TCTC? What's that? Well, to move right along, I recall Terry Startsman saying to me that night, "John, let's talk about starting a track club." I asked Kitty, Carlos, and Terry to come over to my house to discuss this club idea over a few beers. Folks, we're talking pre-Bill Walker days. On that evening we discussed the various implications of starting a club - incorporation (we needed a lawyer). Where was Bill when we really needed him? We didn't know what we were doing except for one thing - the idea of starting a club sounded good to us. If I could only remember whose law offices we visited in the coming months.
Hey Sandy Walters, can you help me? By the way, thank you for those early ROTC races! What would we have done without them? Probably just continued to jog through the gardens without our TCTC T-shirts. Whose idea was it to call ourselves TCTC? Anybody out there? Kitty? Carlos? Terry? Help!
TCTC - The First Year
By Terry Startsman - September 1987
John Danforth, your recollections are great. I had forgotten about the All-Comers meets at Forsyth Country Day. That's it. That was the genesis of TCTC.
It's been amazing to watch the growth and success of the Club over the years, especially when I harken back to the formative months and realize that all we started with was good intentions. As John pointed out, the Club was actually founded in his den in the Summer of 1977 by John, Kitty Consolo, Carlos Cespedes and me, with moral support from Dennis Dolny.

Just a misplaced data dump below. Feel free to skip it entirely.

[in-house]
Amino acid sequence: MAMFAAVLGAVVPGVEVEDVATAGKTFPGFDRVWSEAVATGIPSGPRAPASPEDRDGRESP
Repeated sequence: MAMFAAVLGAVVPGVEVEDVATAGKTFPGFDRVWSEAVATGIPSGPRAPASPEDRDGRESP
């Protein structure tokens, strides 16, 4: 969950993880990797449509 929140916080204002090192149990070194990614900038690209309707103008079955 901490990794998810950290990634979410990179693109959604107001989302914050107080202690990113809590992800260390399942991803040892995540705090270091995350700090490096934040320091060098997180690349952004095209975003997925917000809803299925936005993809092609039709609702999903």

The small group planned and conducted the first Club event - The Twin City Fall Five Miler. The significant of the event was not that 71 runners participated, not that we were able to pull it off at all, but that it attracted two people to the club who were instrumental in it's eventual success - Phil Falkenberg and Jon Lewis. Incidentally, the race was won by Dennis Dolny (26:12), and Bill Walker was 3rd (26:45).
The Club as incorporated in the winter of 1977 by lawyer Mike Greeson, who performed the service as a personal favor. We reciprocated by making Mike an honorary member of the Club. This singular act stirred up such an emotion in Mike that he purchased a pair of Cugas and tried the sport. He's not forgiven me since.